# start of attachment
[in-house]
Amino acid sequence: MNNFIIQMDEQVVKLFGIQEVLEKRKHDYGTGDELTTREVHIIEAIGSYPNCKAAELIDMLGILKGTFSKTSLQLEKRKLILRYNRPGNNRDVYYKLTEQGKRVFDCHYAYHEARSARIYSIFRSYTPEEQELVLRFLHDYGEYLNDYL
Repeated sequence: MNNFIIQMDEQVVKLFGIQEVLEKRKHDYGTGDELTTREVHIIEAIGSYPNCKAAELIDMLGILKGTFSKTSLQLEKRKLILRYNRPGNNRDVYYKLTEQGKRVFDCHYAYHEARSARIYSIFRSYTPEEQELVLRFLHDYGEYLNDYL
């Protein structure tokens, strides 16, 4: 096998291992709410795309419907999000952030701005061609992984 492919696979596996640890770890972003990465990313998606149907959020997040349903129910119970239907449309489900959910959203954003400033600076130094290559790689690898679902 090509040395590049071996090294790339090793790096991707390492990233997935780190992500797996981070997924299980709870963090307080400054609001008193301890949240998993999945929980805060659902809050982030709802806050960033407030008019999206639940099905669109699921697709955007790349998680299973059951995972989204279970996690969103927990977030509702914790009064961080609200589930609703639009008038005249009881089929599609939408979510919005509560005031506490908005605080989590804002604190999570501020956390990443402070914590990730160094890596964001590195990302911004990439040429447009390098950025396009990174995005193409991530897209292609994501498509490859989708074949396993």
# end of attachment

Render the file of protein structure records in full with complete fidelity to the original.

[in-house]
Amino acid sequence: MNNFIIQMDEQVVKLFGIQEVLEKRKHDYGTGDELTTREVHIIEAIGSYPNCKAAELIDMLGILKGTFSKTSLQLEKRKLILRYNRPGNNRDVYYKLTEQGKRVFDCHYAYHEARSARIYSIFRSYTPEEQELVLRFLHDYGEYLNDYL
Repeated sequence: MNNFIIQMDEQVVKLFGIQEVLEKRKHDYGTGDELTTREVHIIEAIGSYPNCKAAELIDMLGILKGTFSKTSLQLEKRKLILRYNRPGNNRDVYYKLTEQGKRVFDCHYAYHEARSARIYSIFRSYTPEEQELVLRFLHDYGEYLNDYL
């Protein structure tokens, strides 16, 4: 096998291992709410795309419907999000952030701005061609992984 492919696979596996640890770890972003990465990313998606149907959020997040349903129910119970239907449309489900959910959203954003400033600076130094290559790689690898679902 090509040395590049071996090294790339090793790096991707390492990233997935780190992500797996981070997924299980709870963090307080400054609001008193301890949240998993999945929980805060659902809050982030709802806050960033407030008019999206639940099905669109699921697709955007790349998680299973059951995972989204279970996690969103927990977030509702914790009064961080609200589930609703639009008038005249009881089929599609939408979510919005509560005031506490908005605080989590804002604190999570501020956390990443402070914590990730160094890596964001590195990302911004990439040429447009390098950025396009990174995005193409991530897209292609994501498509490859989708074949396993």